IEEP Head of Industry, Waste and Water Programme, Andrew Farmer, writes in UN Environment’s Perspective series on why addressing pollution is important in contributing to achieving SDG objectives related to poverty.
IEEP held a one-day conference in Brussels on 5 October 2017 to present the findings of a major study for the European Commission on the use of market-based instruments to address pollution and resource use.
The latest edition of IEEP's newsletter is now available. David Baldock discusses Volkswagen and lack of implementation and compliance across EU environmental policy in general. Also: greening of the CAP; Marine Protected Areas; and LULUCF.
Drawing on recent work by the Institute, IEEP’s Patrick ten Brink will present at Green Week 2015 on Jobs & Growth through Green Infrastructure (3 June 2015 - 16:30-18:00, Session 2.2) and on Health and Social Benefits of Nature and Biodiversity Protection (4 June 2015 - 09:30-11:00, Session 3.3).
The latest edition of IEEP's newsletter is now available. David Baldock argues that in the next six months the EU has a substantive role in contributing to agreement on an ambitious but credible set of SDGs and more stretching climate targets. Also: energy efficiency and security; bioeconomy; and circular economy.
The award-winning Manual of European Environmental Policy is now available on IEEP’s website. This archive provides free access to the definitive guide to the development of European environmental policy.
This is a chapter of IEEP’s Manual of European Environmental Policy. This chapter provides information on the authors, editors and editorial board involved in the Manual, as well as guidance on how to use it, and a brief outline of its content.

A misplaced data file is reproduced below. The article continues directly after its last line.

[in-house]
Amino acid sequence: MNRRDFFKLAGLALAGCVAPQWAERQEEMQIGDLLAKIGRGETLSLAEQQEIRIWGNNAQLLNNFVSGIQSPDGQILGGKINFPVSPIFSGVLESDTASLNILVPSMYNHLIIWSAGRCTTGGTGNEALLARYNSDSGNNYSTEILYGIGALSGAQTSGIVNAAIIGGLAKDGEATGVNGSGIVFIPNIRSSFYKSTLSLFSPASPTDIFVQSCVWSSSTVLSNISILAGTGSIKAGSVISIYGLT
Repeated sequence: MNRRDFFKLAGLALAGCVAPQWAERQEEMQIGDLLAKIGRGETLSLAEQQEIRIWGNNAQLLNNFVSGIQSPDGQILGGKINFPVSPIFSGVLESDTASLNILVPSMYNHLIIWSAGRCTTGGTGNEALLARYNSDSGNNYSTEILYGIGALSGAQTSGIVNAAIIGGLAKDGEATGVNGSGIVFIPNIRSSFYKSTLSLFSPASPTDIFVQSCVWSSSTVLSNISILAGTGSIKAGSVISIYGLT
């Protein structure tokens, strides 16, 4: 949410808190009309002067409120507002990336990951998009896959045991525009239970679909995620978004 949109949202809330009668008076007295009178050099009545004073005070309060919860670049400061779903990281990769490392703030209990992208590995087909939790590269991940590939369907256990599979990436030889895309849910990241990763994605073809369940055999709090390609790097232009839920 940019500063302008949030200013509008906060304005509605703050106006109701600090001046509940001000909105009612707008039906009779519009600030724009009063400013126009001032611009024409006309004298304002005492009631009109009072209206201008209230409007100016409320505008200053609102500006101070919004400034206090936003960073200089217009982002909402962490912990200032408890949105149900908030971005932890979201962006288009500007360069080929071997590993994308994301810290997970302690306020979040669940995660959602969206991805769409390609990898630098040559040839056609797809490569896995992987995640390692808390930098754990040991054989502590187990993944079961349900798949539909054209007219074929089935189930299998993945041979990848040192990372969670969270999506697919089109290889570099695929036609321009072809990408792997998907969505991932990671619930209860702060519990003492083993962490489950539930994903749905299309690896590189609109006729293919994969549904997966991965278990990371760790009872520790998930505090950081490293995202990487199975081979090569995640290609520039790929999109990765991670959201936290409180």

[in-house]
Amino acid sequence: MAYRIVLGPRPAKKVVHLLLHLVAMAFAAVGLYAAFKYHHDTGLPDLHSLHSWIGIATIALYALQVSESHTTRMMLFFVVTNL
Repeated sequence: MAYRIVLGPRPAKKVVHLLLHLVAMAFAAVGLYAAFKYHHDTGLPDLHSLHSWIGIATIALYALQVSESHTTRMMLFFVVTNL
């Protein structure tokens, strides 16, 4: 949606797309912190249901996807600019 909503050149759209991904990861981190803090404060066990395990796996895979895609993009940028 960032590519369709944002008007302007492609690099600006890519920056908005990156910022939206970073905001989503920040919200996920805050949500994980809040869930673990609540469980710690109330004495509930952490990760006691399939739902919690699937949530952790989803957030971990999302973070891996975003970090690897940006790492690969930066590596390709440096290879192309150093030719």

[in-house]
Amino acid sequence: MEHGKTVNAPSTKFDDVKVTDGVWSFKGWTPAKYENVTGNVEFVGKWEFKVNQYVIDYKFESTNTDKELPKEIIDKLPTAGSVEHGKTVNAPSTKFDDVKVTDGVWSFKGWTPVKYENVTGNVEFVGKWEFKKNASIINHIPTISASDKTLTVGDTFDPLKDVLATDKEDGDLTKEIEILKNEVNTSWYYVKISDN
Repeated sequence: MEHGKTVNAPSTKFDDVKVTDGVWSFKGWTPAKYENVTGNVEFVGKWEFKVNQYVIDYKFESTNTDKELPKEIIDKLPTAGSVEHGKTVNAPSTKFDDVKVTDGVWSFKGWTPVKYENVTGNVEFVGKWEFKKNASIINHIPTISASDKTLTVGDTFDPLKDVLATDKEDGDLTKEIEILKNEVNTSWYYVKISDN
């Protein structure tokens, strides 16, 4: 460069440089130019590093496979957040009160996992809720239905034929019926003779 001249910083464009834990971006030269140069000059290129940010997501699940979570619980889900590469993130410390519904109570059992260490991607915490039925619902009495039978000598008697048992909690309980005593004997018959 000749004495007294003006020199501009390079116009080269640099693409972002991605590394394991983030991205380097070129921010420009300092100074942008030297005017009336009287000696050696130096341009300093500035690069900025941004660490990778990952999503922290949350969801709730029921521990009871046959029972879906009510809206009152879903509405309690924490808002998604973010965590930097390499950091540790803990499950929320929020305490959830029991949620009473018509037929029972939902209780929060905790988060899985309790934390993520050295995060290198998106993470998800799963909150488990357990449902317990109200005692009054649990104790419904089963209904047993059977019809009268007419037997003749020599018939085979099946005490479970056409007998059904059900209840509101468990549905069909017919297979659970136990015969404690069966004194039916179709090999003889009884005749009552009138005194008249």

This is a chapter of IEEP’s Manual of European Environmental Policy. In this chapter, the reader is introduced to European environmental policy, EU institutions and agencies, and the development of EU treaties.
This is a chapter of IEEP’s Manual of European Environmental Policy. This chapter focuses on EU air quality policy. The policy field is extensive and contains many directives that impose standards, provisions and developments of air quality management and regulation.
This is a chapter of IEEP’s Manual of European Environmental Policy. This chapter provides information on EU industrial pollution policy, which outlines and discusses the legislation in place to minimise the negative effects of harmful substances and pollutants on the environment and human health.
This is a chapter of IEEP’s Manual of European Environmental Policy. This chapter on chemicals focuses on the two main strands of EU chemicals policy: REACH – (Registration, evaluation, authorisation of restricted chemicals) and CLP – (classification, labelling and packaging).
The UK Government’s Balance of Competences review has now taken evidence on 25 subject areas, including the 6 with the most relevance for the Environment. We take stock of the IEEP’s contributions, and consider what a possible UK renegotiation might mean for the environment.